Perfect for crafty parents who are eager to get their kids excited about DIY, ProjectKid is everything you could want in a craft book: 100( ) stylish, inventive projects; step-by-step photographs; tips for the novice crafter; easy-to-follow instructions; and a fresh, modern look.Read more...
Perfect for crafty parents who are eager to get their kids excited about DIY, ProjectKid is everything you could want in a craft book: 100( ) stylish, inventive projects; step-by-step photographs; tips for the novice crafter; easy-to-follow instructions; and a fresh, modern look. What really sets these projects apart are the unexpected, ingenious ways Kingloff uses everyday objects and materials. (Did you ever think a body-wash bottle would make a perfect rocket ship?) And these are projects for things kids want to make--and keep--from a juice-box owl to a pirate ship to a curio cabinet for displaying all of their treasures, plus games, jewelry, and more. Also included in the book are basic crafting lessons (such as pom-pom making and weaving) to help children of all ages build a DIY arsenal, a handy guide to must-have tools and materials, and a source directory.
- ISBN-13: 9781579655143
- ISBN-10: 1579655149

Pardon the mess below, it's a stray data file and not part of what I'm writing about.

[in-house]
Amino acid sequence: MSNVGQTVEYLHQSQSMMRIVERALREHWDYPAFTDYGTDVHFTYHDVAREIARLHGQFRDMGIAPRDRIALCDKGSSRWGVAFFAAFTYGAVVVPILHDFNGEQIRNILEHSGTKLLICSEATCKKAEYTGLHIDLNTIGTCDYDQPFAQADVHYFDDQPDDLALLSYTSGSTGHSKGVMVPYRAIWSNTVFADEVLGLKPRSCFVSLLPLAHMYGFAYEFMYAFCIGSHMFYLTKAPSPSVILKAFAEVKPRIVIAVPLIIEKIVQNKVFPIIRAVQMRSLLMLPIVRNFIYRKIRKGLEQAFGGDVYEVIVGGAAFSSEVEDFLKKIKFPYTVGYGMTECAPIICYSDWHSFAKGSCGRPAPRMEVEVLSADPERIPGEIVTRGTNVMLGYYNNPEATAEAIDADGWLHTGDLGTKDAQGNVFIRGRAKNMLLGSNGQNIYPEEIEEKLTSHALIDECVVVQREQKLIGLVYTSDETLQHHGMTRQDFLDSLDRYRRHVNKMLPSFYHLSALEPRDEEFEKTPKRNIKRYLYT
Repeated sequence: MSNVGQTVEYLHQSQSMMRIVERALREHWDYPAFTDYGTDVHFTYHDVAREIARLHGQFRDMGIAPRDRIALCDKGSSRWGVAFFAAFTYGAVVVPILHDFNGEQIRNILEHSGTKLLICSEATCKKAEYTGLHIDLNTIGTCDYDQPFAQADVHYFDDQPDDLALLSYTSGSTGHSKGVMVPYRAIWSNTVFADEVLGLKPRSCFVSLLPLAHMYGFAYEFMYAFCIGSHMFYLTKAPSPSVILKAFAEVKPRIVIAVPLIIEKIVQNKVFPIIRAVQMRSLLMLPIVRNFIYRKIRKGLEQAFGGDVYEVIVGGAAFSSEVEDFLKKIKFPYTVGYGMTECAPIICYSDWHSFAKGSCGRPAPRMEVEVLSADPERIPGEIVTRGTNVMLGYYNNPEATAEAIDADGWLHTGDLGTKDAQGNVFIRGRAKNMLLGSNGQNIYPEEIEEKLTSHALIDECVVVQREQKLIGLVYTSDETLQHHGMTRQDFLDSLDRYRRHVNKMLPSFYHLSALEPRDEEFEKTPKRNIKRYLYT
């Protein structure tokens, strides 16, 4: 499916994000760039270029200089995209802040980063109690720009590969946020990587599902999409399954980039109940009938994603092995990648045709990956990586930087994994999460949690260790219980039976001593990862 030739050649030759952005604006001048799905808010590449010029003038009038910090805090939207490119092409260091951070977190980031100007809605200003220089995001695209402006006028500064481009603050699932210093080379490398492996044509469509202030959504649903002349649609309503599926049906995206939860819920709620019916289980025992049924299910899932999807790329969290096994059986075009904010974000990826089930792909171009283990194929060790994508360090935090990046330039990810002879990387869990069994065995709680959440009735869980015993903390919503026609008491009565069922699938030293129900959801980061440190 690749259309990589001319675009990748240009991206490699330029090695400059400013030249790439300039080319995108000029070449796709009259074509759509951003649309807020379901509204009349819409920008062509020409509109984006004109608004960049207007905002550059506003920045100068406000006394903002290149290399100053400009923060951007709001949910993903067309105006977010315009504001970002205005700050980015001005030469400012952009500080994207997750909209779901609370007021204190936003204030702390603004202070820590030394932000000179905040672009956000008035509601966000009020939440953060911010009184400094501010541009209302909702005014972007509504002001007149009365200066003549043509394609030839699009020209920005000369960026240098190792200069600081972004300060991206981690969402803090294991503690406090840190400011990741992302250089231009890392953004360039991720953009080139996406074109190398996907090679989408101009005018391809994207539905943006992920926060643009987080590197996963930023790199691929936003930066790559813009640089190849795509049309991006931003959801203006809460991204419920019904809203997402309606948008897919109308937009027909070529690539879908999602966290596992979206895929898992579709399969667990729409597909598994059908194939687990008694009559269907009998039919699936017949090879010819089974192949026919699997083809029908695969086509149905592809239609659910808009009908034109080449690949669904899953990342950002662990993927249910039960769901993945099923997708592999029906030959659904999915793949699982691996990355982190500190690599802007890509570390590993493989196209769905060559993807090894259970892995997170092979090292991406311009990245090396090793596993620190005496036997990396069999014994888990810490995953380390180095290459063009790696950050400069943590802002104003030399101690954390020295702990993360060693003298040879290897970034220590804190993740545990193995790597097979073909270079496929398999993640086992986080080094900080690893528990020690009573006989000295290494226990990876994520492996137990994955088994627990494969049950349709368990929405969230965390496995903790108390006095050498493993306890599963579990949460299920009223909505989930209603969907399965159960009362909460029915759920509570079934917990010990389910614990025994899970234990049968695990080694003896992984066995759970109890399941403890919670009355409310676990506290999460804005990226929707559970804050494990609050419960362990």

- Publisher: Artisan Publishers
- Publish Date: April 2014
- Page Count: 272
- Reading Level: Ages 8-12
- Dimensions: 9.1 x 8.1 x 0.9 inches
- Shipping Weight: 2.05 pounds
Publishers Weekly® Reviews
- Reviewed in: Publishers Weekly, page .
- Review Date: 2014-03-03
- Reviewer: Staff
This excursion into childhood’s dream world—where a spool with a ribbon remnant can become a balloon and cotton balls can make juice-box owls fly—is not a typical kids’ craft book. Kingloff tells parents the grocery store is “no longer about shopping for oatmeal and crackers,” but “about finding materials to make bongo drums or a miniature village.” She explores the joys of felt, which doesn’t fray when cut by little hands, and the fun of pipe cleaners, which she touts as the earliest type of wire for very young crafters. Kingloff, a former lifestyle editor at Parents magazine, shows how to turn the old toilet-tissue tube into a sturdy train complete with hole-punched passenger windows. Joiner-biscuit butterflies take wing, and K-cups are transformed into a set of door chimes suitable for adult display. The emphasis is clearly on the home, but there are clear applications for classrooms, day care, and the enterprising babysitter needing to answer the “I’m bored” whine. Hardly just a rainy-day project compendium, this is work to keep brains busy and families happy. 400 photos. (Apr.)